Nos Recodamos: A celebration of life and death

Maria Cardona
Jaden Lopez, Krystal Heredia and Desiree Lopez siblings participated in the Day of the Dead annual celebration at Dovark Park in Pilsen.

By Maria Cardona | Photo Editor

The idea of death is frequently associated with the fear or sadness that comes with the loss of loved ones. However, in Mexican culture, it is celebrated through Dia de los Muertos, or Day of the Dead, with colorful flowers, sugar skulls and processions. Processions are used as a way to bless and honor those who have passed away.

The tradition of memorializing the departed dates back to Aztecs who held festivals for the goddesses of the underworld. In Catholic tradition, it is known as “All Saints Day” or “All Souls” because, at midnight on Oct. 31, the children who have passed away are celebrated, and it is believed they are with their loved ones on Dia de los Inocentes, Day of the Innocent, Nov. 1.

Then, starting Nov. 2, adults who have passed away are believed to be present during festivities through ofrendas, or altars dedicated to them. Ofrendas include personal items and favorite meals, as well as items representing the four earthly elements—earth, wind, fire and water.

Mexican communities celebrate Dia de los Muertos, but it is also a cultural experience shared with other Latinos. For Carmen Hernandez, a Puerto Rico native living in Chicago, observing the holiday has become a beloved tradition.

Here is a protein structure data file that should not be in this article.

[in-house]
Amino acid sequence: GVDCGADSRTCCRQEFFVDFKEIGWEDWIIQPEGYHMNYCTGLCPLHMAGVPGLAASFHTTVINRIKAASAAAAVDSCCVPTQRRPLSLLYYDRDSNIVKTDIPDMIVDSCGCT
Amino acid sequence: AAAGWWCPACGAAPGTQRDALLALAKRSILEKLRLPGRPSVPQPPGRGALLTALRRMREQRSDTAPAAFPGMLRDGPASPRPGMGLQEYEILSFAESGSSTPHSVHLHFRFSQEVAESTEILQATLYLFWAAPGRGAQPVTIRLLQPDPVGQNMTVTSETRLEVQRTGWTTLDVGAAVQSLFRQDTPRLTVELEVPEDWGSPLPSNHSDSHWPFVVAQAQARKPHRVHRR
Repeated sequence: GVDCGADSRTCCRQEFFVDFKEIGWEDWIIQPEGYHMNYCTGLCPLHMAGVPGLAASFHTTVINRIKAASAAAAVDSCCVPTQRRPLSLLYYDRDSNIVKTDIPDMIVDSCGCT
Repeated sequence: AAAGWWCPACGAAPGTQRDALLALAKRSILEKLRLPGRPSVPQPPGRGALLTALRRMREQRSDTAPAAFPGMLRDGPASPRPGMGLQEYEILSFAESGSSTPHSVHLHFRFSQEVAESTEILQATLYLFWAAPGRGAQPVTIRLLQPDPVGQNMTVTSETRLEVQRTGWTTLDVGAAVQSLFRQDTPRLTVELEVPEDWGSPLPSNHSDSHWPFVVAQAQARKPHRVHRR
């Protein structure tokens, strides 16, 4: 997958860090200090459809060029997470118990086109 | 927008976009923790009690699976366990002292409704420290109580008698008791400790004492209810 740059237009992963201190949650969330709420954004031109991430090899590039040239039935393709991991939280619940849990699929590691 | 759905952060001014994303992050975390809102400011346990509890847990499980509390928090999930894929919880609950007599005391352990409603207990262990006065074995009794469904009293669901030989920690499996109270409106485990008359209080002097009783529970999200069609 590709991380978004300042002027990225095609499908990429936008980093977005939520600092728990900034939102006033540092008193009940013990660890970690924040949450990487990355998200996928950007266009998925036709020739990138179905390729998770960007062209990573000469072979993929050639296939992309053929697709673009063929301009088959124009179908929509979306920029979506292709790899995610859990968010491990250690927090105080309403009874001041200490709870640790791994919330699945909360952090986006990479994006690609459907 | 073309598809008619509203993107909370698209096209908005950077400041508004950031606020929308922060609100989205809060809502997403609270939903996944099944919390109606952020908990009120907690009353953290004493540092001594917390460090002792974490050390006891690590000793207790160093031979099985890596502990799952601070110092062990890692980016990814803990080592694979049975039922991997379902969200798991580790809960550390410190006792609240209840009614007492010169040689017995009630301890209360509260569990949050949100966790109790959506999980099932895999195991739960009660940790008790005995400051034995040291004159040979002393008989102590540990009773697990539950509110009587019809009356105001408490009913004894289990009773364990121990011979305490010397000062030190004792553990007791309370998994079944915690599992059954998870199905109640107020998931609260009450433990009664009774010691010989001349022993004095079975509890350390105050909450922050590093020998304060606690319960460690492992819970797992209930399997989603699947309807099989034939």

“I enjoy everything that the Mexican culture has, [although] we are very different,” Hernandez said, adding it is her fourth year celebrating. “I like seeing the kids faces light up [as they] learn about their cultures.”

Chicago native Michael Doherty celebrated the tradition for the first time with his wife and stepdaughter, who are Mexican, at Elevarte’s Muertos de la Risa event in Pilsen on Nov. 2. 

“It’s a wonderful thing; it takes something that can be very painful—and I grew up in a non-Hispanic family, so death was very painful—and turns it into something beautiful,” Doherty said.

Calaveras, or skulls, and skeletons appear everywhere during the holiday and the vibrant colors and flowers are used to represent life. Having the calavera face paint and participating in the ritual can be very rewarding. To Juan Sanchez’s family, who lost a baby girl at the age of 10 months, participating in the procession and the holiday represents the life they lived with her. Celebrating this cultural tradition with their four-year-old daughter, Katia Sanchez, and telling her about her sister was a beautiful experience.

 “If you remember them, they”ll never die,” Sanchez said.